The Kansas House moved to break gridlock on school finance Saturday by approving a deal crafted by frustrated Republican leaders that incorporates targeted investments sought by the Senate in a bill that gradually boosts state aid to districts by about $500 million over the next five years.

Unsatisfied Democrats pleaded with House colleagues to amend the bill to further expand special education programs and to include money for annual inflation adjustments in state aid or risk rejection by the Kansas Supreme Court. Amendments to the compromise were rebuffed by Republicans expressing fear their fragile political agreement with the Senate would disintegrate.

The House passed the bill on a vote of 63-56, and placed the pivotal piece of legislation in hands of the Senate. Originally, the Senate had adopted a $275 million increase. Gov. Jeff Colyer declined to endorse the Senate’s position, but lobbied on behalf of the $525 million version passed by the House.

“I think the money in this bill not only satisfies the court’s requirement but it’s going to make a significant difference to schools across Kansas,” said Rep. Fred Patton, a Topeka Republican who delivered the compromise on the House floor. “You may want more, you may want less, but I don’t think any of us can disagree that schools are going to be able to use this money and do a lot of good things for the kids in Kansas.”

On Friday night, negotiations by a House and Senate conference committee broke down and GOP leadership escalated talks on a plausible solution. The plan is for the House to insert the agreement into a bill and put it to a vote. If approved in the House on Saturday, it would go directly to the Senate.

“It’s time to take action,” said House Speaker Ron Ryckman, R-Olathe. “We took a majority of our position and took a few of theirs. After meeting a day in conference, and not getting an agreement, it’s time for us to take action.”

Gov. Jeff Colyer, a Republican who urged the Legislature to find consensus before adjourning for a couple weeks, said before either chamber took action that he endorsed the compromise hammered out by Ryckman and Senate Majority Leader Jim Denning, R-Overland Park.

The governor urged lawmakers to affirm the deal on Saturday.

“With strong fiscal leadership,” Colyer said, ”$500 million is affordable and sustainable without a tax increase on Kansas families. The time to act is now. Kansas students, teachers and families need to know that their schools will remain open and funded adequately and equitably.”

The Supreme Court gave the Legislature and Colyer until April 30 to adopt a remedy to violations of the education clause in the Kansas Constitution.

While the House previously approved legislation adding $525 million to schools, the Senate preferred increases over five years amounting to $275 million.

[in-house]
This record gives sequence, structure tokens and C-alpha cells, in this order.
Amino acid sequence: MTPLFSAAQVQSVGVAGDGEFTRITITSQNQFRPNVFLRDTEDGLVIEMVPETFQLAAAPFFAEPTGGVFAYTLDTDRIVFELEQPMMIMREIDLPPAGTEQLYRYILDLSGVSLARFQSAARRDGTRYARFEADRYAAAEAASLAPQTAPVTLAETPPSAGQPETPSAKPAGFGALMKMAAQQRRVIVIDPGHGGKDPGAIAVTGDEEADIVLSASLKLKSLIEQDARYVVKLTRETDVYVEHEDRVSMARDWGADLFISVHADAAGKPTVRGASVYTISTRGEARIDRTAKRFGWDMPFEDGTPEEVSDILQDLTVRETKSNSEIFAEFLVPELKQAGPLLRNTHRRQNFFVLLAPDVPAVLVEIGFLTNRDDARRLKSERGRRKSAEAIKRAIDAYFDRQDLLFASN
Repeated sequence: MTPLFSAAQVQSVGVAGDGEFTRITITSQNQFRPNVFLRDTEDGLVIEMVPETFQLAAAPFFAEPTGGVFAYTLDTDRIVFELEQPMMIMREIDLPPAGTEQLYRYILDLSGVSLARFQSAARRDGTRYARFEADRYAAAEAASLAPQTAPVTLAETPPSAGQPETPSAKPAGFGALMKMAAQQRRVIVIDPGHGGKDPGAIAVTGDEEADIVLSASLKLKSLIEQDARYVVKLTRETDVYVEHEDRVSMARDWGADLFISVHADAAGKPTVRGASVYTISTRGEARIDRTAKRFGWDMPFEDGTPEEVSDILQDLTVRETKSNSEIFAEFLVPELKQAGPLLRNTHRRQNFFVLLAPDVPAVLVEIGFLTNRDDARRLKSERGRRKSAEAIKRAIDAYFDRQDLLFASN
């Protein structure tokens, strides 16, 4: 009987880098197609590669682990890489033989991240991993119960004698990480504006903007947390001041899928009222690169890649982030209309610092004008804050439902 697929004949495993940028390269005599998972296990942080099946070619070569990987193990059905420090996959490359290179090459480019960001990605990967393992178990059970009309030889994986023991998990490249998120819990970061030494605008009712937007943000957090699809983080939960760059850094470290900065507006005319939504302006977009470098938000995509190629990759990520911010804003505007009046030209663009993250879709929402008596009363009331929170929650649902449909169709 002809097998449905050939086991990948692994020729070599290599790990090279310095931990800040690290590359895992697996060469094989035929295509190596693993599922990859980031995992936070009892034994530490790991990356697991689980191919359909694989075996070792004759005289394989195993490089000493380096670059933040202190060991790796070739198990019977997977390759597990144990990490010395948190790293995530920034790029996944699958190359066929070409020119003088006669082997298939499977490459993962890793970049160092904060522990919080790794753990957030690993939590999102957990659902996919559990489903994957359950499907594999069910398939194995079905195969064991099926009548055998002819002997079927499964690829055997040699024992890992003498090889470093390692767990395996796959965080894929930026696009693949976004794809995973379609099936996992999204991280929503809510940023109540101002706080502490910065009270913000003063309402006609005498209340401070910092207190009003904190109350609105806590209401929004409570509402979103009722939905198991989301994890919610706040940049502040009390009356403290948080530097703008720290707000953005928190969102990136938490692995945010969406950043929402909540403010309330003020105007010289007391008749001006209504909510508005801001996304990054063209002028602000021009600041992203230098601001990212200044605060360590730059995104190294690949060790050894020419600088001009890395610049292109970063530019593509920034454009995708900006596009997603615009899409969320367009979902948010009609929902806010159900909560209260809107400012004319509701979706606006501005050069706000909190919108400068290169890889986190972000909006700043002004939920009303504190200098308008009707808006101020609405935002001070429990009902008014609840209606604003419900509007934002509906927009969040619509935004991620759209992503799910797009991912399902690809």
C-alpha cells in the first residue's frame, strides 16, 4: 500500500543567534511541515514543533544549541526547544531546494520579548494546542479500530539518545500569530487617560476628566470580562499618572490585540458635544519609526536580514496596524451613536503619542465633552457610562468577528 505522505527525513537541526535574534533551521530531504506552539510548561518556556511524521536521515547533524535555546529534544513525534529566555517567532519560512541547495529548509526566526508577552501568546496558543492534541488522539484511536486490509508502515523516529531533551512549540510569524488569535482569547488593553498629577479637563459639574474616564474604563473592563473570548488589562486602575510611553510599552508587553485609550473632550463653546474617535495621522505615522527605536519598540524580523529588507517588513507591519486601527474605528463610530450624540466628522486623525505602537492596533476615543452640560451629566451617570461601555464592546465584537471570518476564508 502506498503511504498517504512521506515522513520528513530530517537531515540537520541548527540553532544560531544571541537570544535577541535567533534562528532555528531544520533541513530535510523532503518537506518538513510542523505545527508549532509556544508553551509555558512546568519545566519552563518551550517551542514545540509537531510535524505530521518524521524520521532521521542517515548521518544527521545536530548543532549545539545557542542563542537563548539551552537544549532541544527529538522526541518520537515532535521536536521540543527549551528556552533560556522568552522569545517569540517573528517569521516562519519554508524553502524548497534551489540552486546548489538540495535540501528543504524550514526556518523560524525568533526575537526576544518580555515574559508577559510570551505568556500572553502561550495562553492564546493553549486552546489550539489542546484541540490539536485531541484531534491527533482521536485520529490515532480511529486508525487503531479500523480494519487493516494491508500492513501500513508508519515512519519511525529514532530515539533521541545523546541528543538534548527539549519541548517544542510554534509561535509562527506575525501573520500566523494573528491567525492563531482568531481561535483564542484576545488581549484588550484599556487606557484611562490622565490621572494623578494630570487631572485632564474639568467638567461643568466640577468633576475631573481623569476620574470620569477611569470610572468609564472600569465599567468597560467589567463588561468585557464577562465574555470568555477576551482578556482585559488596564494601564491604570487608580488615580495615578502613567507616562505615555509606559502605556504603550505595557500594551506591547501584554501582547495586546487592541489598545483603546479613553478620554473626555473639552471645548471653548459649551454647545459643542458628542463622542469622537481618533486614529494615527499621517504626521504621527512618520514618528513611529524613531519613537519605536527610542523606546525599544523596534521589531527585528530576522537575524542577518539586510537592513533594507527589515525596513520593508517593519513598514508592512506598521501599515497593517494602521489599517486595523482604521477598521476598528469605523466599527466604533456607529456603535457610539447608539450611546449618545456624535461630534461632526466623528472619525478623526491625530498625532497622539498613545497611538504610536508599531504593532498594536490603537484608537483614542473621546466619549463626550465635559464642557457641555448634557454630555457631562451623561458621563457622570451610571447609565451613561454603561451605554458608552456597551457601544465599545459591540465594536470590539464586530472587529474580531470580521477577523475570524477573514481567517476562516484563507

Prospects of gaining approval from the full House and Senate were unclear, but failure in the House would have been a setback.

“I’ll tell you the compromise is very fragile. It could blow apart,” said House Majority Leader Don Hineman, R-Dighton.

Rep. John Whitmer, R-Wichita, said he was disappointed Republican leadership prepared to deploy a procedural strategy that would leave the Senate no opportunity to amend the new school finance bill after approved by the House. In the past, Republicans and Democrats have criticized that avenue for quickly moving bills.

“This has been done to us for those of you who remember ... and we were frustrated,” Whitmer said. “We felt it wasn’t fair when a bill was shoved down our throats and we couldn’t debate it, we couldn’t amend it and we just had to concur or nonconcur. I really think this is wrong.”

The alternative bill also will include text that presents the Legislature’s majority perspective on educational goals and commitments to fund the education of about 400,000 school students in Kansas. The measure also would include $2.8 million to subsidize ACT tests of Kansas high school students and $500,000 to support mentoring programs for teachers.

Two Democrats offered proposals to add to the total, but both attempts were shot down by a wide margin. Rep. Ed Trimmer, of Winfield, restated his desire to calculate inflation for the base aid figure rather than total spending, which would have added $186 million to the plan. Rep. Jeff Pittman, of Levenworth, called for a $140 million boost to special education.

Over and over again, Democrats warned their counterparts that a failure to adequately fund schools will result in a special session that forces lawmakers to return this summer.

“We are doing ourselves a disservice because when we come back, this is not the court’s fault,” said Rep. Cindy Neighbor, D-Shawnee. “This is the choice we make. Don’t blame something on someone else because we did not do our job. That’s a consequence. I’m tired of us looking for the easy way out.”